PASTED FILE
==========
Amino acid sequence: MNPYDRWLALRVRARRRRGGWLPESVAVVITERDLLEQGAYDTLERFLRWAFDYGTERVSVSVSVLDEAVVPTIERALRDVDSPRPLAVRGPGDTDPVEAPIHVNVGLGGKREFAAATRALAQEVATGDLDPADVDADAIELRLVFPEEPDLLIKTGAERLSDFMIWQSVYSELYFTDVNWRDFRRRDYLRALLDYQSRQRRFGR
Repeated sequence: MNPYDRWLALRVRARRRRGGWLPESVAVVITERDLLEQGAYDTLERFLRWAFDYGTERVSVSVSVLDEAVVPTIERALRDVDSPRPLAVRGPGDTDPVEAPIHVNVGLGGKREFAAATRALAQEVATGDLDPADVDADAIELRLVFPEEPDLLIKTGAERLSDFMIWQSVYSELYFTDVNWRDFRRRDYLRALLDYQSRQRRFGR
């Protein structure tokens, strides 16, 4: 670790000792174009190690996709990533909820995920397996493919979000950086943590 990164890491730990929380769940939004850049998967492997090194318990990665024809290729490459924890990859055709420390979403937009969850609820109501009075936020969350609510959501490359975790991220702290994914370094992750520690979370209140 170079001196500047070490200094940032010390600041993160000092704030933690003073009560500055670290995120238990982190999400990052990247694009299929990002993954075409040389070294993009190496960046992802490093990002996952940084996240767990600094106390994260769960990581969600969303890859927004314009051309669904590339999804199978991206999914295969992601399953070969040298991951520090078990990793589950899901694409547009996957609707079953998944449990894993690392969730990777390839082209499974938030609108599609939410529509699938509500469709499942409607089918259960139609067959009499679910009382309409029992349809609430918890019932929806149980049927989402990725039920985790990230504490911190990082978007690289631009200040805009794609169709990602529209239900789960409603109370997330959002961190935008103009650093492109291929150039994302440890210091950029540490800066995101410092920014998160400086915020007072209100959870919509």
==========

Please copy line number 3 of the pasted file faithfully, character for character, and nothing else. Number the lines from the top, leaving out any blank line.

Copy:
């Protein structure tokens, strides 16, 4: 670790000792174009190690996709990533909820995920397996493919979000950086943590 990164890491730990929380769940939004850049998967492997090194318990990665024809290729490459924890990859055709420390979403937009969850609820109501009075936020969350609510959501490359975790991220702290994914370094992750520690979370209140 170079001196500047070490200094940032010390600041993160000092704030933690003073009560500055670290995120238990982190999400990052990247694009299929990002993954075409040389070294993009190496960046992802490093990002996952940084996240767990600094106390994260769960990581969600969303890859927004314009051309669904590339999804199978991206999914295969992601399953070969040298991951520090078990990793589950899901694409547009996957609707079953998944449990894993690392969730990777390839082209499974938030609108599609939410529509699938509500469709499942409607089918259960139609067959009499679910009382309409029992349809609430918890019932929806149980049927989402990725039920985790990230504490911190990082978007690289631009200040805009794609169709990602529209239900789960409603109370997330959002961190935008103009650093492109291929150039994302440890210091950029540490800066995101410092920014998160400086915020007072209100959870919509």